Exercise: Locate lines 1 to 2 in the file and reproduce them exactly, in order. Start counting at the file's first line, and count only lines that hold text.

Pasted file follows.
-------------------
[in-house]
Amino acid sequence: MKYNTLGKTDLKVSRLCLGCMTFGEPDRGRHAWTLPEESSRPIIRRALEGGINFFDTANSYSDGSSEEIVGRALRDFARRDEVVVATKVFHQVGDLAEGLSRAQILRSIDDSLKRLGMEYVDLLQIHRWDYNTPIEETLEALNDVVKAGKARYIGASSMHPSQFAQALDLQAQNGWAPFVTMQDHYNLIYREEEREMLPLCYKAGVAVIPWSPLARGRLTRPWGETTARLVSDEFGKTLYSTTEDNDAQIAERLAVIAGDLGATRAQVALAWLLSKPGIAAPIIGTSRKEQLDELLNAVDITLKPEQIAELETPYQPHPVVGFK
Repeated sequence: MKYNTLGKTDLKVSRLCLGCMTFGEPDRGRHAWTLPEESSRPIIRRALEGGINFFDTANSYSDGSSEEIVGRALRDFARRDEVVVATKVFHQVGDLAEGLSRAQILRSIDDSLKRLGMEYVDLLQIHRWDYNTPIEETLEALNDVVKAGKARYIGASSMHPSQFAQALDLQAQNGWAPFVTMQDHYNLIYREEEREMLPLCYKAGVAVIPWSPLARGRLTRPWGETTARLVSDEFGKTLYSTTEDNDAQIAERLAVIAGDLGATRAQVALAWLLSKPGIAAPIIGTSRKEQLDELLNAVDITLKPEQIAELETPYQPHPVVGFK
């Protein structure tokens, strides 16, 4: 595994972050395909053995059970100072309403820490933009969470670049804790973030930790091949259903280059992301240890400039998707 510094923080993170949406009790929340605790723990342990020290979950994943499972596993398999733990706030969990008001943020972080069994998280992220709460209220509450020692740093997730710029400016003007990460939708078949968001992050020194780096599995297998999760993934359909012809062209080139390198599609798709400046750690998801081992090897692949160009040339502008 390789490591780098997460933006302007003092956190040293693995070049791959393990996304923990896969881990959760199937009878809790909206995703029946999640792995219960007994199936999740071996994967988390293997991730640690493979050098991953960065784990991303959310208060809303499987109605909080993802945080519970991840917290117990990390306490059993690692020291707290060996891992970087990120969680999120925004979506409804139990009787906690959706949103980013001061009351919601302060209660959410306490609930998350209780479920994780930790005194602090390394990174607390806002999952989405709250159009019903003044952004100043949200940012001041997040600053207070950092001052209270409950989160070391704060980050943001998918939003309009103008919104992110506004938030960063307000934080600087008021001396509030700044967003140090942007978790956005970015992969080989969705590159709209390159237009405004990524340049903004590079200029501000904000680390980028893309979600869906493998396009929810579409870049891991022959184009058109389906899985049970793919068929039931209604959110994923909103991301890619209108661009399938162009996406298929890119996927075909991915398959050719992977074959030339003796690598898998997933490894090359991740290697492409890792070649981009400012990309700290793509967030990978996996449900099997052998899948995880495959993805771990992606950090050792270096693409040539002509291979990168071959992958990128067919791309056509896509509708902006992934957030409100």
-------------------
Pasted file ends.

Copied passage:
[in-house]
Amino acid sequence: MKYNTLGKTDLKVSRLCLGCMTFGEPDRGRHAWTLPEESSRPIIRRALEGGINFFDTANSYSDGSSEEIVGRALRDFARRDEVVVATKVFHQVGDLAEGLSRAQILRSIDDSLKRLGMEYVDLLQIHRWDYNTPIEETLEALNDVVKAGKARYIGASSMHPSQFAQALDLQAQNGWAPFVTMQDHYNLIYREEEREMLPLCYKAGVAVIPWSPLARGRLTRPWGETTARLVSDEFGKTLYSTTEDNDAQIAERLAVIAGDLGATRAQVALAWLLSKPGIAAPIIGTSRKEQLDELLNAVDITLKPEQIAELETPYQPHPVVGFK